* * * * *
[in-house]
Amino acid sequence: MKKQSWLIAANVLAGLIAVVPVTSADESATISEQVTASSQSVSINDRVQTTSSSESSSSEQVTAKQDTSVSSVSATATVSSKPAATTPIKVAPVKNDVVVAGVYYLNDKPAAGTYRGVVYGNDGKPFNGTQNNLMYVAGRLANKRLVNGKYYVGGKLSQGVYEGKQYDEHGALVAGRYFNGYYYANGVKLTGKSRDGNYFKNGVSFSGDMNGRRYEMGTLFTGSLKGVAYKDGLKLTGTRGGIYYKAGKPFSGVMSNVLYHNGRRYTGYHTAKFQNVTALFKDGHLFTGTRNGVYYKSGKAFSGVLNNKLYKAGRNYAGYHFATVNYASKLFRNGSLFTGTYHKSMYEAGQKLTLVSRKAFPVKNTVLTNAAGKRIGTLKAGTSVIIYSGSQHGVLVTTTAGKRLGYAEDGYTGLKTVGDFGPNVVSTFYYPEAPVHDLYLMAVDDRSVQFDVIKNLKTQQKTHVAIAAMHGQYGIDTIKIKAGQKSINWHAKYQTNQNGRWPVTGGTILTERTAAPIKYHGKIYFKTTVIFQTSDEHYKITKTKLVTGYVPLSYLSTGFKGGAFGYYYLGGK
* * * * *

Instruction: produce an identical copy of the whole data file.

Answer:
[in-house]
Amino acid sequence: MKKQSWLIAANVLAGLIAVVPVTSADESATISEQVTASSQSVSINDRVQTTSSSESSSSEQVTAKQDTSVSSVSATATVSSKPAATTPIKVAPVKNDVVVAGVYYLNDKPAAGTYRGVVYGNDGKPFNGTQNNLMYVAGRLANKRLVNGKYYVGGKLSQGVYEGKQYDEHGALVAGRYFNGYYYANGVKLTGKSRDGNYFKNGVSFSGDMNGRRYEMGTLFTGSLKGVAYKDGLKLTGTRGGIYYKAGKPFSGVMSNVLYHNGRRYTGYHTAKFQNVTALFKDGHLFTGTRNGVYYKSGKAFSGVLNNKLYKAGRNYAGYHFATVNYASKLFRNGSLFTGTYHKSMYEAGQKLTLVSRKAFPVKNTVLTNAAGKRIGTLKAGTSVIIYSGSQHGVLVTTTAGKRLGYAEDGYTGLKTVGDFGPNVVSTFYYPEAPVHDLYLMAVDDRSVQFDVIKNLKTQQKTHVAIAAMHGQYGIDTIKIKAGQKSINWHAKYQTNQNGRWPVTGGTILTERTAAPIKYHGKIYFKTTVIFQTSDEHYKITKTKLVTGYVPLSYLSTGFKGGAFGYYYLGGK